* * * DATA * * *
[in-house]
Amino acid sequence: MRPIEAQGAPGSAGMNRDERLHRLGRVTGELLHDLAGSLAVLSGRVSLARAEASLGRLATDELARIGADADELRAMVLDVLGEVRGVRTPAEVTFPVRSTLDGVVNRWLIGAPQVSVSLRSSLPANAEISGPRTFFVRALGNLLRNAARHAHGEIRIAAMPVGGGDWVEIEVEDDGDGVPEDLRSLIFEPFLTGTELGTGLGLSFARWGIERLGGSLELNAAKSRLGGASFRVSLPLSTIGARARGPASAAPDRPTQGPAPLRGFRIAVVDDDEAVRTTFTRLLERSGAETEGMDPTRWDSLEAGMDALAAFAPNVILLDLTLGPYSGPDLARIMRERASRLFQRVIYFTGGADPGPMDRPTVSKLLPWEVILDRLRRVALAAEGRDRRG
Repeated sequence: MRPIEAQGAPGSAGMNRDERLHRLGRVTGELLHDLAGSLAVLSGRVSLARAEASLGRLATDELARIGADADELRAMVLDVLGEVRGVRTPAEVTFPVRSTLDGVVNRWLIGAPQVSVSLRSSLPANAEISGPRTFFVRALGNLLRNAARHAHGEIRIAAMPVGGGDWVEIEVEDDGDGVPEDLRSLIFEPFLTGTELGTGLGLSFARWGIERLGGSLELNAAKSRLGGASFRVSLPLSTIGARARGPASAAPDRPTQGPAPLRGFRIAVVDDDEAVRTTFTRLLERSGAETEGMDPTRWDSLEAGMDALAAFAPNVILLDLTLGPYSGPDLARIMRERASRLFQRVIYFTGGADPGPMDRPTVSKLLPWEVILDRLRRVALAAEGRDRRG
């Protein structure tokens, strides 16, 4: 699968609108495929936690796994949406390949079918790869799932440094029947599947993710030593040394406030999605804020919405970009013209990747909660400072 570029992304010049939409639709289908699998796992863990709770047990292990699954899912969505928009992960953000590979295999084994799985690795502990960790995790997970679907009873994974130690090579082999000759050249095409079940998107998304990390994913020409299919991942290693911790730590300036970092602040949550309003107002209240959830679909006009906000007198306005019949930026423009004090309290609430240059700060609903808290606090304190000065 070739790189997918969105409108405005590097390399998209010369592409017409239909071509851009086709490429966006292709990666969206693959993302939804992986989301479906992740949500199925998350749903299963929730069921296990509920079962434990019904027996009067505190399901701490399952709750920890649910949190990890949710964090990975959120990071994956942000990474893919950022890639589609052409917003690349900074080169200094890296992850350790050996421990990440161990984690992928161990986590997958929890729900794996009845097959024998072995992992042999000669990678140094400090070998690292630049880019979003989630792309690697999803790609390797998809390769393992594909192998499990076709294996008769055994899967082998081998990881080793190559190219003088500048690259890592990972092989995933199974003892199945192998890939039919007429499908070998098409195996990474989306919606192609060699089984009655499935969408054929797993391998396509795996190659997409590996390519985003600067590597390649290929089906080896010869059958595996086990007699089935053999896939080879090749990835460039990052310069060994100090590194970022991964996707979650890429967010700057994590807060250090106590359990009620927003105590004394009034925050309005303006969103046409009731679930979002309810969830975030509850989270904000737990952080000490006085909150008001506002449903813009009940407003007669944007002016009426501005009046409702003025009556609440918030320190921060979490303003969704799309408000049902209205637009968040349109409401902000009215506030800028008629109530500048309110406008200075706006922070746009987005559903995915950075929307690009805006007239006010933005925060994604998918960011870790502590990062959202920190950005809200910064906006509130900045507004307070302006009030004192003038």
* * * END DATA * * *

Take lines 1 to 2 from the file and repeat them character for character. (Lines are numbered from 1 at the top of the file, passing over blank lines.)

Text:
[in-house]
Amino acid sequence: MRPIEAQGAPGSAGMNRDERLHRLGRVTGELLHDLAGSLAVLSGRVSLARAEASLGRLATDELARIGADADELRAMVLDVLGEVRGVRTPAEVTFPVRSTLDGVVNRWLIGAPQVSVSLRSSLPANAEISGPRTFFVRALGNLLRNAARHAHGEIRIAAMPVGGGDWVEIEVEDDGDGVPEDLRSLIFEPFLTGTELGTGLGLSFARWGIERLGGSLELNAAKSRLGGASFRVSLPLSTIGARARGPASAAPDRPTQGPAPLRGFRIAVVDDDEAVRTTFTRLLERSGAETEGMDPTRWDSLEAGMDALAAFAPNVILLDLTLGPYSGPDLARIMRERASRLFQRVIYFTGGADPGPMDRPTVSKLLPWEVILDRLRRVALAAEGRDRRG